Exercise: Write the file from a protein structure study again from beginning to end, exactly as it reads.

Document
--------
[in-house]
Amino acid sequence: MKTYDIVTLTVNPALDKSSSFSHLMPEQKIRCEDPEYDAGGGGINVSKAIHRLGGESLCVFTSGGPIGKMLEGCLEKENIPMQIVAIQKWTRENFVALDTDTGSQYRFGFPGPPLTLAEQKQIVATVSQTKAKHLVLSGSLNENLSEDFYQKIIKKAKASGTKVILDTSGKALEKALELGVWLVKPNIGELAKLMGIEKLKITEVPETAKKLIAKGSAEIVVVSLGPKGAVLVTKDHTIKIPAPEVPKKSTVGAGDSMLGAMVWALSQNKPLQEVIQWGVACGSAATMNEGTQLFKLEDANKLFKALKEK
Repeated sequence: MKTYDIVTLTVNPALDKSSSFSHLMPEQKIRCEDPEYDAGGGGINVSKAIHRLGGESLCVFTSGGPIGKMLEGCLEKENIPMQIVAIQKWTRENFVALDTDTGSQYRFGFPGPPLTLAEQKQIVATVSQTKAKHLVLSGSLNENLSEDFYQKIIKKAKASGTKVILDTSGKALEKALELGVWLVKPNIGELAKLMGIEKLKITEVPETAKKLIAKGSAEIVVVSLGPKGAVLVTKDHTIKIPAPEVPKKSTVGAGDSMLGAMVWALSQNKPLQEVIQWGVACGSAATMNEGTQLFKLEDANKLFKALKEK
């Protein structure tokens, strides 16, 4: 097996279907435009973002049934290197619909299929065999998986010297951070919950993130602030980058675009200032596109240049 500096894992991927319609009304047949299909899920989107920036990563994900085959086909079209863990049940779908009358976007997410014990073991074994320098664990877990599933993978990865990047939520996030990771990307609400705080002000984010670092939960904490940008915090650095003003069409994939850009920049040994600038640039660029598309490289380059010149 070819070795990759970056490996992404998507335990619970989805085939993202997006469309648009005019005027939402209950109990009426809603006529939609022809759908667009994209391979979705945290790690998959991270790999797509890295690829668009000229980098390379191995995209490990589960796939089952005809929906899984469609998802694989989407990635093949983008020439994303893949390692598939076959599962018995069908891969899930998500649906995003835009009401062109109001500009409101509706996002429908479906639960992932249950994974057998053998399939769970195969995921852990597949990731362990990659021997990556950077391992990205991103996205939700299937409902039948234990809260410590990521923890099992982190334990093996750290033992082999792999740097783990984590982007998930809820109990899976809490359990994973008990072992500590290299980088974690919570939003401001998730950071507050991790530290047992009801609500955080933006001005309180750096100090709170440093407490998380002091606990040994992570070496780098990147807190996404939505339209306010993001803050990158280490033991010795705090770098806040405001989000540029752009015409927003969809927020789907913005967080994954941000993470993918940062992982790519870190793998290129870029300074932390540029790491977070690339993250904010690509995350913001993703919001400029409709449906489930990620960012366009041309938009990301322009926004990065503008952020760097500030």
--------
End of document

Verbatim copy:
[in-house]
Amino acid sequence: MKTYDIVTLTVNPALDKSSSFSHLMPEQKIRCEDPEYDAGGGGINVSKAIHRLGGESLCVFTSGGPIGKMLEGCLEKENIPMQIVAIQKWTRENFVALDTDTGSQYRFGFPGPPLTLAEQKQIVATVSQTKAKHLVLSGSLNENLSEDFYQKIIKKAKASGTKVILDTSGKALEKALELGVWLVKPNIGELAKLMGIEKLKITEVPETAKKLIAKGSAEIVVVSLGPKGAVLVTKDHTIKIPAPEVPKKSTVGAGDSMLGAMVWALSQNKPLQEVIQWGVACGSAATMNEGTQLFKLEDANKLFKALKEK
Repeated sequence: MKTYDIVTLTVNPALDKSSSFSHLMPEQKIRCEDPEYDAGGGGINVSKAIHRLGGESLCVFTSGGPIGKMLEGCLEKENIPMQIVAIQKWTRENFVALDTDTGSQYRFGFPGPPLTLAEQKQIVATVSQTKAKHLVLSGSLNENLSEDFYQKIIKKAKASGTKVILDTSGKALEKALELGVWLVKPNIGELAKLMGIEKLKITEVPETAKKLIAKGSAEIVVVSLGPKGAVLVTKDHTIKIPAPEVPKKSTVGAGDSMLGAMVWALSQNKPLQEVIQWGVACGSAATMNEGTQLFKLEDANKLFKALKEK
């Protein structure tokens, strides 16, 4: 097996279907435009973002049934290197619909299929065999998986010297951070919950993130602030980058675009200032596109240049 500096894992991927319609009304047949299909899920989107920036990563994900085959086909079209863990049940779908009358976007997410014990073991074994320098664990877990599933993978990865990047939520996030990771990307609400705080002000984010670092939960904490940008915090650095003003069409994939850009920049040994600038640039660029598309490289380059010149 070819070795990759970056490996992404998507335990619970989805085939993202997006469309648009005019005027939402209950109990009426809603006529939609022809759908667009994209391979979705945290790690998959991270790999797509890295690829668009000229980098390379191995995209490990589960796939089952005809929906899984469609998802694989989407990635093949983008020439994303893949390692598939076959599962018995069908891969899930998500649906995003835009009401062109109001500009409101509706996002429908479906639960992932249950994974057998053998399939769970195969995921852990597949990731362990990659021997990556950077391992990205991103996205939700299937409902039948234990809260410590990521923890099992982190334990093996750290033992082999792999740097783990984590982007998930809820109990899976809490359990994973008990072992500590290299980088974690919570939003401001998730950071507050991790530290047992009801609500955080933006001005309180750096100090709170440093407490998380002091606990040994992570070496780098990147807190996404939505339209306010993001803050990158280490033991010795705090770098806040405001989000540029752009015409927003969809927020789907913005967080994954941000993470993918940062992982790519870190793998290129870029300074932390540029790491977070690339993250904010690509995350913001993703919001400029409709449906489930990620960012366009041309938009990301322009926004990065503008952020760097500030």